• Guam Legislature

Cruz Bill to Protect Cancer Trust Fund


Following the introduction of his measure to protect future generations from a lifetime of tobacco addiction, Speaker Benjamin J.F. Cruz has submitted legislation to protect the very cancer services that help tobacco’s victims. Introduced late Friday afternoon, Bill No. 10-34 (COR) would make any unauthorized withdrawal or transfer from the Guam Cancer Trust Fund (GCTF) a misdemeanor under Guam law—ensuring that the account cannot be raided for any non-prescribed purpose, such as covering the University of Guam’s (UOG) $21 million funding shortfall.

“Cancer is the second leading cause of death among our people, and as long as you can buy it on a stick, that statistic will continue to plague us,” said Cruz. “That’s why this bill is important. It makes sure that, while we fight to save our children, every cent in the Cancer Trust Fund goes exactly where it belongs—toward those currently suffering getting the help they need.”

Established by Public Law 30-80, the Guam Cancer Trust Fund helps provide crucial preventative and treatment programs for Guam’s cancer patients through financial contributions to organizations such as the American Cancer Society, Catholic Social Services, and Guam Cancer Care. By statute, UOG administers the account, which receives fifteen percent (15%) of the revenue collected through Guam’s Tobacco Tax.

With the Department of Administration (DOA) failing to remit over half of the University's FY2016 cash allotment, Cruz found it necessary to craft statutory language to protect the Cancer Trust Fund as a precautionary measure. The Speaker notes that, while the university has done its best to maintain operations without reducing its employees’ pay, Bill No. 10-34 would ensure that DOA cannot urge UOG to use the GCTF cash as a stopgap for payroll in the future—a necessary precaution given the Administration’s track record.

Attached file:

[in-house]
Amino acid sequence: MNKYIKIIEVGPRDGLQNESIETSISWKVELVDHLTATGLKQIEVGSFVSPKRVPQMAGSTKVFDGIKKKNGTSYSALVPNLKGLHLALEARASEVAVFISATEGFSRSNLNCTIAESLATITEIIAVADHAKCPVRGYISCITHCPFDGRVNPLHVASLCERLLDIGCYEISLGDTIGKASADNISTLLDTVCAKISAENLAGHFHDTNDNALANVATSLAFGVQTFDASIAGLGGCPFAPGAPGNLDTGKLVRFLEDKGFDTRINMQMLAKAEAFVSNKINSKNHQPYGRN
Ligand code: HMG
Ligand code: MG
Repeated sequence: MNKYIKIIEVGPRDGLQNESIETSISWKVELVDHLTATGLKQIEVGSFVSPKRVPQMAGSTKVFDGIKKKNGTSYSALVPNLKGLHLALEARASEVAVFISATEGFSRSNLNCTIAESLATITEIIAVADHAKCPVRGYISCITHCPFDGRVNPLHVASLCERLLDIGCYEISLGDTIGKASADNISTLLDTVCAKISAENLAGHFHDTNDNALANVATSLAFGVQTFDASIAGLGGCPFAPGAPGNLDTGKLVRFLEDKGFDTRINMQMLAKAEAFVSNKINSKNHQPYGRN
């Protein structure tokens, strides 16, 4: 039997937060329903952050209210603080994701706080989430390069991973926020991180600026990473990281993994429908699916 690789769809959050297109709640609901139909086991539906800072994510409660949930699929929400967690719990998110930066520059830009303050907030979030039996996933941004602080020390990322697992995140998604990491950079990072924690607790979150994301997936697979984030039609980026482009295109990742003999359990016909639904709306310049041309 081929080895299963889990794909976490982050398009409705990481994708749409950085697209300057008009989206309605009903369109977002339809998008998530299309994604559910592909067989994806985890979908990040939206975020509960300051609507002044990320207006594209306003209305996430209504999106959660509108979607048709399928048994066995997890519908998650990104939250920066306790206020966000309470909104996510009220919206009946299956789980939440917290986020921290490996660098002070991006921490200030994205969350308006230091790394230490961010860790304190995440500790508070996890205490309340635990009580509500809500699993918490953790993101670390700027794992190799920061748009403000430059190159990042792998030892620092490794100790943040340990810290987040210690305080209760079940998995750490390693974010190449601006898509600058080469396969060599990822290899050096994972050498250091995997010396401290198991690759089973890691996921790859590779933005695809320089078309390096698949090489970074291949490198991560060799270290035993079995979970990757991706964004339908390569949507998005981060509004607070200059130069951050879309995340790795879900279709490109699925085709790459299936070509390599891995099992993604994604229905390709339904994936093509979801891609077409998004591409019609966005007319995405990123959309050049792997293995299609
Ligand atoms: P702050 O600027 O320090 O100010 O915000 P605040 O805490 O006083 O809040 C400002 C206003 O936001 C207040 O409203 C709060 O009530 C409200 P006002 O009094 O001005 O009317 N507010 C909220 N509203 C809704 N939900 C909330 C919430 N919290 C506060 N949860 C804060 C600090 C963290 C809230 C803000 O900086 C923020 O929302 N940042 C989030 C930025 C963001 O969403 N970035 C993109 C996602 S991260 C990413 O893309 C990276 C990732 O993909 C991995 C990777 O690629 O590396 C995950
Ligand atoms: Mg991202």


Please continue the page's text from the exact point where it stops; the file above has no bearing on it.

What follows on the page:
Last July, the then-Vice Speaker discovered that approximately $6 million was raided from the Child Support Enforcement Account by Administration officials in order to make payroll. The revelation—which was confirmed by Attorney General Elizabeth Barrett-Anderson during her office’s annual Fiscal Year 2017 Budget hearing—immediately prompted legislative measures protecting both the Child Support Account and the Criminal Injuries Compensation Fund.

“When it comes to cash, the Executive Branch sometimes treats UOG like its red-headed stepchild. The Governor’s children eat first and UOG gets the leftovers," said Cruz. “I don’t want the Cancer Trust Fund being used to justify this kind of neglect. That cash is held in Trust and it should stay that way.”

To safeguard the sanctity of the GCTF account, Bill No. 10-34 would make it a misdemeanor, punishable by up to a year in prison (9GCA, Section 80.34), to withdraw or transfer cash for any purpose other than what is specifically authorized by either Public Law 30-80 or the investment policies established by the University’s Board of Regents. Moreover, while the President of UOG is currently mandated to post quarterly reports of the Fund’s revenues and expenditures to the university’s website, Cruz’s measure would further increase transparency by requiring that the report include the account’s balance sheet, bank statements, and, if necessary, the bank reconciliation.

“Though we shouldn’t have to statutorily protect accounts like the Guam Cancer Trust Fund, history has taught me that sometimes a basic sense of decency isn’t enough,” said Cruz. “By explicitly prohibiting unauthorized withdrawals, Bill 10 will guarantee the sanctity of this Fund—safeguarding the crucial services our cancer patients need, and ensuring that history won’t be repeating itself.”

Pacific Island Times

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